The Christian publishing industry has so much to offer. We publish books across all genres and for all tastes. Rather than cut each other down because we don’t like a certain type of book, why not build each other up?

Paul wrote in Romans 14:19:  Let us therefore follow after the things which make for peace, and things wherewith one may edify another.

Peace be with you; and whatever your taste, enjoy your leisure reading.

 

[A previous version of this post ran in June 2011.]

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Brainstorming: How and With Whom?

Brainstorming is one of the fun parts in the development of a book. The key for the author is a willingness to hear other ideas. The second, and most critical key, is discovering those with whom you should brainstorm. Those people need to be willing to have their ideas rejected in the discussions and be willing to let an idea they created to be used by someone else. It takes a special person…many times a professional…to achieve that.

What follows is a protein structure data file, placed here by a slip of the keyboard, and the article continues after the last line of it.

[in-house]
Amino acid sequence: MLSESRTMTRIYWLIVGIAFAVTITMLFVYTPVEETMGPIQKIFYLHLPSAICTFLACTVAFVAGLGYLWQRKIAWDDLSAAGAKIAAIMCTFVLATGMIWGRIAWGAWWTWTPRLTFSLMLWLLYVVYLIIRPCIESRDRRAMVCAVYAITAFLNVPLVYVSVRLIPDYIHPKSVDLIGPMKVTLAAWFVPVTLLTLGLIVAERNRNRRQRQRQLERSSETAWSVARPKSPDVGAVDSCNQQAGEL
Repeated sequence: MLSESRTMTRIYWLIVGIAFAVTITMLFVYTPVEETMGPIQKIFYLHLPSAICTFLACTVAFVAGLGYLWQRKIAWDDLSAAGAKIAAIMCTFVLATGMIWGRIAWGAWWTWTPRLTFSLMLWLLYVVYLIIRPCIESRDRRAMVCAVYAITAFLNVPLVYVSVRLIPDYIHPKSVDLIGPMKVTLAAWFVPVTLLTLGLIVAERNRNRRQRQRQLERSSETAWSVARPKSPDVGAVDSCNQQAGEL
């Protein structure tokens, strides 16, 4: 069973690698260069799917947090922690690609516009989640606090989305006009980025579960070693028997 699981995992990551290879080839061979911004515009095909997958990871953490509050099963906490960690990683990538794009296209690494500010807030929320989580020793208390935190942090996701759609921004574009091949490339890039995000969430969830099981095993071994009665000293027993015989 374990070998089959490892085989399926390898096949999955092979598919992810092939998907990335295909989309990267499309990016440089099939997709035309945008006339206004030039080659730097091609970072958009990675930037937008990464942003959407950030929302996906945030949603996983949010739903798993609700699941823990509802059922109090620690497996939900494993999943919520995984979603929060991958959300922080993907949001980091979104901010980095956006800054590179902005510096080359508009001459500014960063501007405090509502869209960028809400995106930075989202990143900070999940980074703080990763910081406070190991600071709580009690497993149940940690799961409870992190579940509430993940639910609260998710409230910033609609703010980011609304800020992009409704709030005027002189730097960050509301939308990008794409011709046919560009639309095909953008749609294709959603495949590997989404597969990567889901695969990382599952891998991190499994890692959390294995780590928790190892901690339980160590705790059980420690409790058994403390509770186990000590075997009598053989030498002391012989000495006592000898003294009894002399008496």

I’ve heard complaints from some authors who try this in a critique group only to be frustrated. Egos get in the way or the ideas generated are singularly unhelpful. Or the discussion doesn’t move the project forward, instead it gets sidetracked by numerous differing opinions on the direction of the piece.

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A Novel Idea

As followers of this blog know, I have just returned from a wonderful conference in Oregon. Many of the questions and my interactions there caused me to re-evaluate my way of approaching how and what I read during my personal time. Please note: I am in no way changing my …

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In Search of Ideas